Mary Crow, kickass Atlanta prosecutor, ditches her nice anthropologist boyfriend in Peru to return to her native North Carolina mountains for a reunion with her previous, less urbane boyfriend—and stumbles on small-town depravity.
This is at least the third homecoming for Bissell’s bilingual beauty, who bailed out of the big city in 2001 (In the Forest of Harm) and 2002 (A Darker Justice). But she really means it this time. She’s going to reconnect with dreamy Jonathan Walkingstick, now single and available, and complete with an adorable daughter. But before she can put her love life in order, Mary has to get a job. Shouldn’t be a problem, given the fabulous criminal prosecution success rate she earned in Atlanta. Alas, one of the bad guys she put away, well, killed, was the sheriff of Pisgah County, where she’s looking for work, and the local political machinery has declared her non grata. Spunkily hanging out her shingle as a general practitioner, Mary is quickly involved in lurid local criminality. Ridge Standingdeer, the broad-shouldered, moody, artistic, backwoods Indian hunk working for Mary’s Irish horse-trainer friend Hugh, is the prime suspect in the tomahawk murder of his girlfriend, a high-school senior who’s been sexually abused for years by Deke Keener, the richest man in the county. Keener, a developer with a taste for prepubescent blondes, hires his old debating foe Mary to keep her busy and distracted from the scenes of his many crimes. But Mary, convinced of Ridge’s innocence, steps in to his defense. Her only professional assistance comes from a pair of snoopy preteens, the sister of the victim and the next target on Keener’s disgusting list.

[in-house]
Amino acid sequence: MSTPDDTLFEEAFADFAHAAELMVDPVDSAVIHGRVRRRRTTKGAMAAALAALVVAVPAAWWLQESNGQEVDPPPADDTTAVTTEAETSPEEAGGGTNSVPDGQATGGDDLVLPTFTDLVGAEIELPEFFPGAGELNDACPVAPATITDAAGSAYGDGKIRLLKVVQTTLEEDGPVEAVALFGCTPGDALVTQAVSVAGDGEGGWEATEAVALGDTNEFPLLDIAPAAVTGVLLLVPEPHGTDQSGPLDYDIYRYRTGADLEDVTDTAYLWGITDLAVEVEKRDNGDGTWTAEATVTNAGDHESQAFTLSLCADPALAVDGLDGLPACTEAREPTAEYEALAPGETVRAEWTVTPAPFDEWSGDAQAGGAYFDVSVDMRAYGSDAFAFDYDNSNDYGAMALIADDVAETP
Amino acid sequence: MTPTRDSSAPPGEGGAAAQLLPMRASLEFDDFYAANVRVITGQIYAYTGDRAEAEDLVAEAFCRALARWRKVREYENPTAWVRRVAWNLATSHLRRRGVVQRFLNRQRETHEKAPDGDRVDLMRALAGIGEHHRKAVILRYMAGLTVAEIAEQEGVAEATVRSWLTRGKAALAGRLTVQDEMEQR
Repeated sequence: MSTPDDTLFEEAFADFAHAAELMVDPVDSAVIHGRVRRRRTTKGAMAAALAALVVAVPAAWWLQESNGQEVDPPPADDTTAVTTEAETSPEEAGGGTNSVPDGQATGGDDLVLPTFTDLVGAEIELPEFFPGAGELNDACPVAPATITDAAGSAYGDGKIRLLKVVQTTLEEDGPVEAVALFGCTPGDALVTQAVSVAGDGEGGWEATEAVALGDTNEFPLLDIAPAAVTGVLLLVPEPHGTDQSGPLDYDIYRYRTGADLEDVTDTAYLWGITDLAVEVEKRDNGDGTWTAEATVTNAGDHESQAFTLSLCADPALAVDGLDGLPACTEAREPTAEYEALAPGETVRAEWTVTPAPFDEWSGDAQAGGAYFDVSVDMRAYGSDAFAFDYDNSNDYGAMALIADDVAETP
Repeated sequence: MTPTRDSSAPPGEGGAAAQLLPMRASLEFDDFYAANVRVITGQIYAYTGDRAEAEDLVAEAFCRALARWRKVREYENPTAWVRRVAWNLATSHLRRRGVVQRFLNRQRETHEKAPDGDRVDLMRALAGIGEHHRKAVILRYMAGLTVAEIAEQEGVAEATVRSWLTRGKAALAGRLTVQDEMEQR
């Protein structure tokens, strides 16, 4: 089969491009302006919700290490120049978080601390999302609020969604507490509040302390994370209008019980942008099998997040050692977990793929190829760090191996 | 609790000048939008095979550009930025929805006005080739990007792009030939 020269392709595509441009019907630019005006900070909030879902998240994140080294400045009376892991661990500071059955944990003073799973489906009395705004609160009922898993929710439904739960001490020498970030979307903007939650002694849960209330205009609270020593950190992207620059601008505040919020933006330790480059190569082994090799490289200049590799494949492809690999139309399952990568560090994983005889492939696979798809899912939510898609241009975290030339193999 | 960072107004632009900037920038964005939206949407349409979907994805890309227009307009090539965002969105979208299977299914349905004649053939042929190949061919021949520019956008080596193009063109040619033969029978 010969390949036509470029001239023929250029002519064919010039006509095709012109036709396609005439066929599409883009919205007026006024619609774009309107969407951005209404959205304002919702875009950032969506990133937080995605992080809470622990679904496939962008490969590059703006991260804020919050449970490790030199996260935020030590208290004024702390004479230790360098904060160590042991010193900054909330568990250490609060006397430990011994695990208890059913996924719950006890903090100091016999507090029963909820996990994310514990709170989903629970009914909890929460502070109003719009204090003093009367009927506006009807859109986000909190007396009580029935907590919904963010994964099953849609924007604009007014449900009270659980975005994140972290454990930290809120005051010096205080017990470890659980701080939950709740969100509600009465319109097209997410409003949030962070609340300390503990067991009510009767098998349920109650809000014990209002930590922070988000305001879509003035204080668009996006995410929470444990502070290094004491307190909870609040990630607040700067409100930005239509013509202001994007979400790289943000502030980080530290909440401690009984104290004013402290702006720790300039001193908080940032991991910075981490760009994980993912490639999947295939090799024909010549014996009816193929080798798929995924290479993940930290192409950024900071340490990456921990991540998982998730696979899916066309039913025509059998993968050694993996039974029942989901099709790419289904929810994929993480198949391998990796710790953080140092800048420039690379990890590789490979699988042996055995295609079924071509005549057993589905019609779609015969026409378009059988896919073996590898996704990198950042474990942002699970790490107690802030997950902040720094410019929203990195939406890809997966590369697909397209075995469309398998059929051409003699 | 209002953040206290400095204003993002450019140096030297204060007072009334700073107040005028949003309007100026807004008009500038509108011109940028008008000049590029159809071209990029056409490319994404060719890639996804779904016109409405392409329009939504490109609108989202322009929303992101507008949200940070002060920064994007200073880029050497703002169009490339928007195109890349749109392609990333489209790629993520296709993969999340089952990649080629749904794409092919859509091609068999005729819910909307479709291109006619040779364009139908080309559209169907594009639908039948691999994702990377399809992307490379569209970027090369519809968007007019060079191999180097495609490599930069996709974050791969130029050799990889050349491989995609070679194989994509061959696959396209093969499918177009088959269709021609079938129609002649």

There’s a big, vengeful spectral bear and some Indian magic, but not a lot of real tension. Too bad. Mary Crow, when she’s not being perky and upbeat, is fairly attractive and could be interesting.